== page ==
CDC examines potential link between vaccines and heart inflammation in young men

The condition has mainly been diagnosed in young men after their second shot of Pfizer or Moderna vaccine

The condition has mainly been diagnosed in young men after their second shot of Pfizer or Moderna vaccine.

JACKSONVILLE, Fla. – Federal public health experts are set to hold an emergency meeting next week to address a possible link between COVID-19 vaccines and a rare heart condition among teens and young adults.

Over 226 cases of myocarditis and pericarditis have been documented in people aged 16 to 24 after they received the Pfizer or Moderna vaccines, according to the Centers for Disease Control and Prevention.

The number of cases of these conditions, a rare type of heart inflammation, are higher than the average rate found in the same population, according to the CDC. But researchers say more investigation is required to determine whether the vaccine is the cause.

Despite the potential link, both the CDC and local doctors continue to recommend that young Americans get vaccinated.

“I think getting the vaccine is still a very good idea,” said Dr. Mobeen Rathore, a pediatric infectious disease specialist for Wolfson Children’s Hospital. “I think it’s important to understand that part of the risks of getting the vaccine outweigh any risks that the actual disease can cause.”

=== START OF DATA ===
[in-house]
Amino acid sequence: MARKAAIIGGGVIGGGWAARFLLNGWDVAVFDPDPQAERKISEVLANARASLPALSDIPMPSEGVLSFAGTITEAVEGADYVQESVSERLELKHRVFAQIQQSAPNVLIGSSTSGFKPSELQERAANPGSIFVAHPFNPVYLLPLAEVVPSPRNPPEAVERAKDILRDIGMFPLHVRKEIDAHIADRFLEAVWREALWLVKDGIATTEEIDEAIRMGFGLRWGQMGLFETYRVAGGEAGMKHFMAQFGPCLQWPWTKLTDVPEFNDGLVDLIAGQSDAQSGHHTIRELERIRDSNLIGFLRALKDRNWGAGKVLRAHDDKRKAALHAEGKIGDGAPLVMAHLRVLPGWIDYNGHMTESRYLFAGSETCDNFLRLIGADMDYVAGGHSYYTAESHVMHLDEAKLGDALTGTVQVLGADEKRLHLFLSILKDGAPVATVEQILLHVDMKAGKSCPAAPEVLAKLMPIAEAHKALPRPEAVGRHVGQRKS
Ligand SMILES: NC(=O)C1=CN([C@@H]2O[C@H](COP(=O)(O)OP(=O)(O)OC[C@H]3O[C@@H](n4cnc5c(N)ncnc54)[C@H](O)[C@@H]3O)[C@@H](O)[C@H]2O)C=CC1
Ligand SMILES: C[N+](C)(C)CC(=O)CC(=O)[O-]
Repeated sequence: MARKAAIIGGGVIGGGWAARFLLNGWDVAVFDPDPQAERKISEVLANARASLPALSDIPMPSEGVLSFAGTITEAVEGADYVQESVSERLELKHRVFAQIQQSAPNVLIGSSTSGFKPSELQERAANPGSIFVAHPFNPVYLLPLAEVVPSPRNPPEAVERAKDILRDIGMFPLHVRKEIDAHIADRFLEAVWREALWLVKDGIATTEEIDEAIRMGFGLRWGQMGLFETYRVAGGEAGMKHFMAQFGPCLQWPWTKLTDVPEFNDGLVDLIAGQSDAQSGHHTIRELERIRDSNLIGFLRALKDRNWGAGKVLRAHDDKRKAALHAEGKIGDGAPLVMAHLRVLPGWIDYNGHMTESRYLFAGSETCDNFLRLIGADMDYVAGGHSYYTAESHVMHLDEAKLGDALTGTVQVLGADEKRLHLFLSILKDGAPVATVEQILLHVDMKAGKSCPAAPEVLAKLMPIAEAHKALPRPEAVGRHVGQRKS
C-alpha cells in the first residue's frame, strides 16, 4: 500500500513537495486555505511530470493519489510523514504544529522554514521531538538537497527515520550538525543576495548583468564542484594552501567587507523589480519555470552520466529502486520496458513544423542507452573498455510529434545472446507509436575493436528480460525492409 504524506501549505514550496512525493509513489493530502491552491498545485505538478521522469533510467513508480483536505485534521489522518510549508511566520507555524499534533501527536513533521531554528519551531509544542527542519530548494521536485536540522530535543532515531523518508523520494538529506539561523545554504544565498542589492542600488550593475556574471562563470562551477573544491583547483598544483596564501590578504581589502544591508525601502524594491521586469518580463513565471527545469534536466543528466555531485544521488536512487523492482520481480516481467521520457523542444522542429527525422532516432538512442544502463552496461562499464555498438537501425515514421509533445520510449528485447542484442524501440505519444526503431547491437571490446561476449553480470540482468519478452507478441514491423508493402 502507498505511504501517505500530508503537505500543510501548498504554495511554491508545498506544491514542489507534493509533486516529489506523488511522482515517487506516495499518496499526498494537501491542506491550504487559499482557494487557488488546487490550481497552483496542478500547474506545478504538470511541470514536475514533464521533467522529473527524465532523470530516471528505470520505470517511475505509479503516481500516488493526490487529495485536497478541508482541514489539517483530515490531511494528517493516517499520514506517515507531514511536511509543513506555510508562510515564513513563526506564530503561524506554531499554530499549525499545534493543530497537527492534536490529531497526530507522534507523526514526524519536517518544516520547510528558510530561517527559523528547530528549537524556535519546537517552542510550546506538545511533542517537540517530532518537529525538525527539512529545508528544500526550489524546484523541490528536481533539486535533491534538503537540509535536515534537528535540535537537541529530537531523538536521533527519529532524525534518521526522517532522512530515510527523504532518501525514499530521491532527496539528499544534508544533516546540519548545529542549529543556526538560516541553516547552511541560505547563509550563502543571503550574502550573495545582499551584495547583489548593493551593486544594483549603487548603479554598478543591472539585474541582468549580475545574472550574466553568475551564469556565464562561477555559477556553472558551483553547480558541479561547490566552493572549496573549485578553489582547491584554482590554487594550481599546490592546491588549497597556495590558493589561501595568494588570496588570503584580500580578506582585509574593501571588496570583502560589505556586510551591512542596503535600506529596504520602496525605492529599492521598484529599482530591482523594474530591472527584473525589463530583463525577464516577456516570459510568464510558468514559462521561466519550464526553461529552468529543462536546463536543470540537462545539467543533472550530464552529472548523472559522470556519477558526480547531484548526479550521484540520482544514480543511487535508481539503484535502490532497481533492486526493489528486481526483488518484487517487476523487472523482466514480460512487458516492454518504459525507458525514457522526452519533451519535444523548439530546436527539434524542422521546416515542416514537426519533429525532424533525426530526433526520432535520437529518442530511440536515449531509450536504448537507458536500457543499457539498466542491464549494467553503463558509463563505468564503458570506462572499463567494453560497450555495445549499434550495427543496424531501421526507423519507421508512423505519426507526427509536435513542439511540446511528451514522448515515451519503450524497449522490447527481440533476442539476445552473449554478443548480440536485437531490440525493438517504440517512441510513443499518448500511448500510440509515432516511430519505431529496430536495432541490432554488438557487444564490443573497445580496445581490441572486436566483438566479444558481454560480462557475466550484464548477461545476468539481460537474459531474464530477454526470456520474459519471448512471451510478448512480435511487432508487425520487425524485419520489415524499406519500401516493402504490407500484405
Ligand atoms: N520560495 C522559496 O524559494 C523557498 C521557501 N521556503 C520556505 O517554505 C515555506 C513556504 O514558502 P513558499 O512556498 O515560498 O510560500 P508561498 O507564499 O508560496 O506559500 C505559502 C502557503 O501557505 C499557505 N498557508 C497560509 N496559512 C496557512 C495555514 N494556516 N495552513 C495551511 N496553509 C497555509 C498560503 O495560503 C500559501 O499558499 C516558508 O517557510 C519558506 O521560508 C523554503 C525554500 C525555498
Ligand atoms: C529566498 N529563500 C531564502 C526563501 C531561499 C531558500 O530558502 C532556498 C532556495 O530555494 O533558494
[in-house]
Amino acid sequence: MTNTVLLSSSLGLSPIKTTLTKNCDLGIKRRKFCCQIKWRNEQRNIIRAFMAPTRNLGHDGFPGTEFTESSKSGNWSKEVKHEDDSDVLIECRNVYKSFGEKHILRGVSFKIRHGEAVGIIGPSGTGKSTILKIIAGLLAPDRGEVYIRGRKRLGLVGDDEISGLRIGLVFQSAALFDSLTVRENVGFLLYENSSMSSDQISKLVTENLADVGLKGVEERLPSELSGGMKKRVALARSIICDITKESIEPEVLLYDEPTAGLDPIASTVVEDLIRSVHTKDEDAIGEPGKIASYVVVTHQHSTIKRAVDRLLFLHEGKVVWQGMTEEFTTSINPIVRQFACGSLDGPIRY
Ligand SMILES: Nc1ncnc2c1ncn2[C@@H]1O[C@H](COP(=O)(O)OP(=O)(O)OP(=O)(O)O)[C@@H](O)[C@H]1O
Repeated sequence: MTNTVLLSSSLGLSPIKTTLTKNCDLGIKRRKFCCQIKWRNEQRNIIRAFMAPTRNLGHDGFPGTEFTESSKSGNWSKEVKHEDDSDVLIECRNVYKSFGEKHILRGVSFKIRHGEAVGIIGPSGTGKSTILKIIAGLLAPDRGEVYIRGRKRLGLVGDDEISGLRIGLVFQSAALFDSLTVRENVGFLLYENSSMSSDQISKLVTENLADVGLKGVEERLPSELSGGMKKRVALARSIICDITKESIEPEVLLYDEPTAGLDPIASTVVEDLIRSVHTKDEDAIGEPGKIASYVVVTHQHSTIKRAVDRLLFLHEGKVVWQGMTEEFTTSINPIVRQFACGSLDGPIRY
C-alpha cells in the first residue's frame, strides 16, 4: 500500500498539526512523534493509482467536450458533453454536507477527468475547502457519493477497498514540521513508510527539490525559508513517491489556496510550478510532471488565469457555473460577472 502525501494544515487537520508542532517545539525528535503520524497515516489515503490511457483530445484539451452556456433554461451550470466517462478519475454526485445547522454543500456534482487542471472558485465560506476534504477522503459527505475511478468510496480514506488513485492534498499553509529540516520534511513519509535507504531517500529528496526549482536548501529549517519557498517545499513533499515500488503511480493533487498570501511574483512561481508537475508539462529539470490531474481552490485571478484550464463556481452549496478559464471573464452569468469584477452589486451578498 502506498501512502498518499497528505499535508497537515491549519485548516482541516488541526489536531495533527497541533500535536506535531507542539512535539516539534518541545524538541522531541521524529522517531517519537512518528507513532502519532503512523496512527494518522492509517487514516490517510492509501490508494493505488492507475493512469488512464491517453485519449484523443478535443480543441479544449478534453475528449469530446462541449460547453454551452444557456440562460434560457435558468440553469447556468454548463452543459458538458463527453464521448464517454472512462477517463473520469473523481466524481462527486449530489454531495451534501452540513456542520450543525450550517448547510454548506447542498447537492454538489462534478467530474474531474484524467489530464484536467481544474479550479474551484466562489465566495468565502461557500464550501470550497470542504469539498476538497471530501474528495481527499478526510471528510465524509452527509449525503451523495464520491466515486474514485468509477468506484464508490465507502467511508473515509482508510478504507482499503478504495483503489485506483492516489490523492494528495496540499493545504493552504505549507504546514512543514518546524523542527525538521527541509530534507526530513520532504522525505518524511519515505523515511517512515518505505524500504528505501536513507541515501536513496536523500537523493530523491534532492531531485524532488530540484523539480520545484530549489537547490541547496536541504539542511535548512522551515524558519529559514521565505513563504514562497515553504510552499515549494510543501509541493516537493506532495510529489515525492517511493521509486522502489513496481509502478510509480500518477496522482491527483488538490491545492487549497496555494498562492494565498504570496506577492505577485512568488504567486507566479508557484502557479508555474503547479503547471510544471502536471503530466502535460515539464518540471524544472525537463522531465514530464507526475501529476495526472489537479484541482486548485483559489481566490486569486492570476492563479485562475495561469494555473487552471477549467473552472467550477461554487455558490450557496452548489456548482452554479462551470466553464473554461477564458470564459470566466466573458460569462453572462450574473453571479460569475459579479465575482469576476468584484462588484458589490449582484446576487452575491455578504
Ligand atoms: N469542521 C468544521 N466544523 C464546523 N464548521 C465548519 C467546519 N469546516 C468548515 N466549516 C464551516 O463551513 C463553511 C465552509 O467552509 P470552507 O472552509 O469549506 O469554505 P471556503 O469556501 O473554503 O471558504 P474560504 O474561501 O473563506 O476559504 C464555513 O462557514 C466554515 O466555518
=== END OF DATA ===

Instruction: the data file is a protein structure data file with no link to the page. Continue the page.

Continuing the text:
The number of cases of myocarditis represents a small fraction of the more than 352 million people who got Pfizer or Moderna vaccines.

“The vaccine should be given to all children, all eligible individuals, because the vaccine is safe and effective,” Dr. Rathore said. “And the risk of heart involvement is still much less than the risk of getting heart involvement when you actually get the actual infection. So you’re still better off getting the vaccine for coronavirus.”

Researchers have found reports of the condition mostly occurred in young men ages 16 to 24 after they received their second dose of the shot. More than 80 percent of those patients had a full recovery from their symptoms, according to the CDC.

Faye Yancey, a Jacksonville resident and grandmother, said Friday she would still consider encouraging her grandchildren to get a vaccine, depending on the outcome of the CDC’s investigation.

“I would keep a close eye,” Yancey told News4Jax. “I would make sure they know exactly whether it would hurt them and make sure it’s safe.”

The CDC is set to convene next Friday to evaluate the risks and benefits of the vaccine. During that meeting, the CDC’s Advisory Committee on Immunization Practices is expected to provide an update on the data related to the heart condition.

About the Author:

Kelly Wiley, an award-winning investigative reporter, joined the News4Jax I-Team in June 2019.